This review contains spoilers for “West Side Story” — though the original film and play came out about 60 years ago!
In an age of pointless and badly done remakes, when I heard that “West Side Story” was being redone by Steven Spielberg, my first thought was why? “West Side Story” is a done-to-death high school play, a cornerstone of American cinematic history, and a portrayal that is becoming increasingly dated and problematic when viewed with a modern eye. Was this necessary? Let me tell you, it was extremely necessary, more necessary than I knew.
The new film is hyper-aware of its own past and appears to be a dialogue between its original Broadway source material, the classic film, and modern interpretations of American history. It could have felt like a papering over of cracks that were showing due to the story’s age, but instead the film came together as a cohesive, contemporary reimagining of a timeless tale: in late 1950s New York City, Tony, former leader of the white Jets gang, falls in love with Maria, sister to Bernardo, the leader of the Puerto Rican Sharks gang. Violence ensues.
A lot has been done to remedy the caricaturist way the Puerto Ricans were portrayed in the original film, from a copious use of Spanish without subtitles, to using actual actors of color (the original actors were white people in brown face — Natalie Wood was Russian), to a much starker portrayal of racism in the film. We actually see the destruction the Jets cause to the Puerto Rican community, and the playing field is leveled — both sides are portrayed with sympathy and criticism.
The creation of a new character, Valentina, was fascinating; in the original, Doc’s drug store was used as a meet-up place for the Jets. In this rendition, Valentina runs Doc’s drug store as his widower, and she is used to facilitate another aspect of racial dialogue; as a Puerto Rican who married a “gringo,” she is viewed as a traitor by some of the Puerto Rican community, and her efforts to make peace with the Jets have not always been fruitful. It was a powerful choice to have her sing “Somewhere” instead of Maria in this version — she mournfully imagines a time where the two sides can live in harmony, as she has never witnessed such a peace. Her marriage did not bring about that peace, and it is doubtful that Maria and Tony’s relationship will fare much better. She is portrayed by Rita Moreno, who played Anita in the original “West Side Story” film — thereby paying homage to the film’s roots.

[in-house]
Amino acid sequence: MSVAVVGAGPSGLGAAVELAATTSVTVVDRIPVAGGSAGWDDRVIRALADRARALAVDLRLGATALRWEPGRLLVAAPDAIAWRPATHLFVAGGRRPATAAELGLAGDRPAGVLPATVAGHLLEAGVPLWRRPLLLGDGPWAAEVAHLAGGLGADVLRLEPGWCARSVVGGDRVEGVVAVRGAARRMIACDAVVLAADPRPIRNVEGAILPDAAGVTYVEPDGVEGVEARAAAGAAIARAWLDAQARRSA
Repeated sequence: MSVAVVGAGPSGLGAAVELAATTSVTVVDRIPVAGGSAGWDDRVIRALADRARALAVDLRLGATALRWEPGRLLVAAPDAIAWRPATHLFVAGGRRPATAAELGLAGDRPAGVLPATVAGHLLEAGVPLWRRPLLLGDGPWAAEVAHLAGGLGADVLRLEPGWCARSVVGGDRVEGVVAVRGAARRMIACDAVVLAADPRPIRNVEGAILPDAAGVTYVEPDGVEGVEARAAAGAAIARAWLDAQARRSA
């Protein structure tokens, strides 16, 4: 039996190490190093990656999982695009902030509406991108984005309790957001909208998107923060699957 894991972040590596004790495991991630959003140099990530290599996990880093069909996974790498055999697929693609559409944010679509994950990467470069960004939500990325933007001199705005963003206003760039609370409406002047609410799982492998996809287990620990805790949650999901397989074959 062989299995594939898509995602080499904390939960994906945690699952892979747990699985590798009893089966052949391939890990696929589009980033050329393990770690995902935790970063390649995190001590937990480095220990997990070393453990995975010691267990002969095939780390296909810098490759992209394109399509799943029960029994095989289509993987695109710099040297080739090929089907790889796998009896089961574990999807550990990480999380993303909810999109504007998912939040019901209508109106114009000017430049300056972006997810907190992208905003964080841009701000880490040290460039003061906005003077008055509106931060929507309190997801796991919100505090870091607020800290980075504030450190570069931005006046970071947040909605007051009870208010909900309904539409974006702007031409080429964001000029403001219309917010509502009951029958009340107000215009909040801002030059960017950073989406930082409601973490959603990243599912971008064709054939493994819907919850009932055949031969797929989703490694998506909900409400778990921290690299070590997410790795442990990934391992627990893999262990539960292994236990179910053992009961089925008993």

We also get a brief but insightful look into the character of Anybodys, who has long been believed by the LGBTQ community to be a “queer coded” transgender character (meaning, a character who was queer but was not explicitly stated as such, due to the discrimination present at the time — the original film came out in 1961).
It’s interesting that Spielberg chose to keep the story set in the same time period rather than bringing it to the modern day, but his understanding of what truly happened in the late ‘50s is very contemporary. Not only does he look at racism and trans issues; he sets the story against a backdrop of gentrification, displacement of poor communities (white and otherwise) and distrust between police and those they police. The whole lens is much starker, grittier, realist. He isn’t afraid to “go there” and give a realistic portrayal of sexual violence. He doesn’t shy away from the offensive language used in the original songs and only changes words that a modern audience simply wouldn’t understand (such as “soda jerker”).
Not only does Spielberg flesh out the background against which the story is set, but he also breathes new life into familiar characters and makes them more three-dimensional. The tension between Tony and Riff is so much more palpable, coming to a climax with “Keep it Cool,” a song that is sung and danced over the holes of an abandoned dock where their parents’ generation once worked. The Jets are no longer ambiguous white people; they are Polish, they are Irish, they are the “last Caucasians” as Lieutenant Schrank puts it — the neglected children of dysfunctional parents who have been left behind and are using violence and humor as coping mechanisms (see “Officer Krupke”).
Even if you’ve never seen another version of “West Side Story” before, you’ll likely be captivated by the flash of beautiful colors, the stunning choreography, and the incredible singing voices. Rachel Zegler makes a bold debut as Maria, and while Ansel Elgort’s acting may not be up to par with his castmates, wow, can he sing! I was totally unaware of his beautiful voice (though, we may never see Ansel again, as he has recently been accused of sexual assault — time will tell). The core message, underneath all the social commentary, remains the same — hate begets hate and leads only to ruin. I defy anyone to leave dry-eyed.
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